14 October 2006

Okay, I'll bite on the name

Update: Two editorials were published this week on the A's possible move to Fremont. Both the San Jose Mercury News and the Fremont Argus support the efforts, pointing out the inability of the A's and the City of Oakland to work out a deal. The Argus thinks the team name could be "Oakland A's of Fremont," while the Merc doesn't rule out a "San Jose A's" sobriquet.

Folks, I shake my head at how half of the comment threads seem to get hijacked by the "city name" debate. There are all sorts of legitimate reasons for why one city may be included over another, but we simply don't know the true criteria that are being used. However, I think that if one of the main reasons for relocating the team (pursuit of Silicon Valley money) is the same as what's being used to name the team, it makes sense to use a designator befitting all of this new support:

Silicon Valley A's

Cringe all you want, but the political/economic forces at work are every bit as powerful as those from a municipality. One of those forces is the Silicon Valley Leadership Group (formerly the Silicon Valley Manufacturing Group), whose latest media foray was a widely quoted study from a month ago that cited Silicon Valley as both the best and worst technology hub in the US (VC money for the former, cost of doing business for the latter). One of the main tenets of SVLG's core policy is the addition of housing, especially affordable housing in the Valley. Guess what the A's-Pacific Commons project would do? That's right, it would add housing in the Valley.

The speech that Lew Wolff made in August was sponsored by the San Jose Silicon Valley Chamber of Commerce. Why both names? It's pretty obvious that Silicon Valley has far surpassed San Jose as the real catch-all descriptor of the area. Take Google's purchase of YouTube. Neither company is described as being near San Jose or San Francisco. Both are considered Valley companies, even though YouTube's San Bruno location is arguably outside the generally accepted definition of Silicon Valley.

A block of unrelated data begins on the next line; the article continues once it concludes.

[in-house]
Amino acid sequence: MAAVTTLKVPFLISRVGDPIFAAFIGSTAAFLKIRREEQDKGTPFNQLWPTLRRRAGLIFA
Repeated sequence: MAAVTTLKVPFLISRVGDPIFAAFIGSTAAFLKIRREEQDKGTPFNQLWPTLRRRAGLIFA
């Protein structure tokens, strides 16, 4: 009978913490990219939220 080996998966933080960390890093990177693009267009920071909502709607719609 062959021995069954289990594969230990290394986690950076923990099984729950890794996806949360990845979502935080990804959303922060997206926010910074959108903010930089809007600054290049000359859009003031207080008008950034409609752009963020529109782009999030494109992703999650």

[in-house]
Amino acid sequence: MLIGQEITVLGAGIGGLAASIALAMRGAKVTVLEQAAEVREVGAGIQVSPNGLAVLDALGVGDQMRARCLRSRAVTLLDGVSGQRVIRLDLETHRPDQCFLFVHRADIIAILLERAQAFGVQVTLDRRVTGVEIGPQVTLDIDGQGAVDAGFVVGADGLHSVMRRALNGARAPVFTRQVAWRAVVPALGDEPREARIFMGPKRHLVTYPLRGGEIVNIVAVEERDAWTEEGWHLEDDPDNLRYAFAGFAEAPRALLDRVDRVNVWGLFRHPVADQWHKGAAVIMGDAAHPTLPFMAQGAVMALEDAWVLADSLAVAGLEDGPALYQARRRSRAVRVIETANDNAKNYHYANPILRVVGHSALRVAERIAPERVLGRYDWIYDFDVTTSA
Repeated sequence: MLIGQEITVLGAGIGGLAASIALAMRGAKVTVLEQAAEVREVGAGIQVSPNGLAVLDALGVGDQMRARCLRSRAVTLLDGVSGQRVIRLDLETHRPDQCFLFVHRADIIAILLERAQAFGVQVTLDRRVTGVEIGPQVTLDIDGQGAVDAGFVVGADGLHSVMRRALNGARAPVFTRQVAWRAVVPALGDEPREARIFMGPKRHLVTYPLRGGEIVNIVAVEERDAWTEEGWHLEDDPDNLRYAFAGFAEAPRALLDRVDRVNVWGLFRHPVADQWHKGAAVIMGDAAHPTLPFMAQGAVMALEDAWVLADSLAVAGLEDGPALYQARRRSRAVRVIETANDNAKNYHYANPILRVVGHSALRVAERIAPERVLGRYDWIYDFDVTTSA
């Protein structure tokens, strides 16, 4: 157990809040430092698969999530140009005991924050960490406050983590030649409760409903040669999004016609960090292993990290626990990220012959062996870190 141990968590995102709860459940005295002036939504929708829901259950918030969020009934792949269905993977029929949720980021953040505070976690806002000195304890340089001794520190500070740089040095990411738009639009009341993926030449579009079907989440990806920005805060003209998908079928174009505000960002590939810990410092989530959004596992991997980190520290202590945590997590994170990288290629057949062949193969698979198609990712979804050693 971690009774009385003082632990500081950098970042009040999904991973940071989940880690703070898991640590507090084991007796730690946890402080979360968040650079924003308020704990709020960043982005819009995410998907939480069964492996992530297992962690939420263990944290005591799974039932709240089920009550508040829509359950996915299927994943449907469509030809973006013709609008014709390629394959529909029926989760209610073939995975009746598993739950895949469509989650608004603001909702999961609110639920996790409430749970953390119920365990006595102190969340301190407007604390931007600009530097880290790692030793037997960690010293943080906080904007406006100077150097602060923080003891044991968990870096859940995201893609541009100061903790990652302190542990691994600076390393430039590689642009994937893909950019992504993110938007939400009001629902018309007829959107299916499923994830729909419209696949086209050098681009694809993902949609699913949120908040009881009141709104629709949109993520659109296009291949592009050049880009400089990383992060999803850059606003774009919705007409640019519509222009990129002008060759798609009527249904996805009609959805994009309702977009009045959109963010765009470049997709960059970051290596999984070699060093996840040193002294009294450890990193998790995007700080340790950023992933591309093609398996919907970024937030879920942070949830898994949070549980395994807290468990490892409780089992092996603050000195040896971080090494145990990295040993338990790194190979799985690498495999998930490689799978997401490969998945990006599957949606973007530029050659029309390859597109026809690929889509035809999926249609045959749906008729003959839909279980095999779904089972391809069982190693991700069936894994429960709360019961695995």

While I was in Australia, I had several people ask me where my company's headquarters were. I explained they were in Fremont, which was often met with blank stares. Once I amended "Silicon Valley" or "San Francisco" to my response everyone knew what I was talking about. "San Jose" required a qualifier most of the time. San Jose's struggle with its own identity is typified by its motto, "The Capital of Silicon Valley". Most everyone that lives and works here knows such a tagline is a fallacy. That's partly due to how quickly things change here, but it also has much to do with the sprawling, homogeneous nature of the region. Downtown San Jose has a single major corporate headquarters, Adobe, and it's begging for nVidia to move to an empty building downtown. Meanwhile, Google is creating a mega-campus in Mountain View/Moffett Field, Yahoo is entrenched in Sunnyvale but is looking to make its own mega-campus in Santa Clara, not far from Great America. Apple's always been a Cupertino company. HP has always been a Palo Alto firm. Intel belongs in Santa Clara. Cisco in north San Jose. Sand Hill Road is in Menlo Park.

Not every Valley firm will be gung-ho about being lumped in with a particular city, especially if it's not their home. But they can all identify with being Valley companies. If the A's want something that makes sense to all of these new corporate sponsors, a proper nod to the Valley is in order.

Will the owners and the commish go for it? And what about Oakland?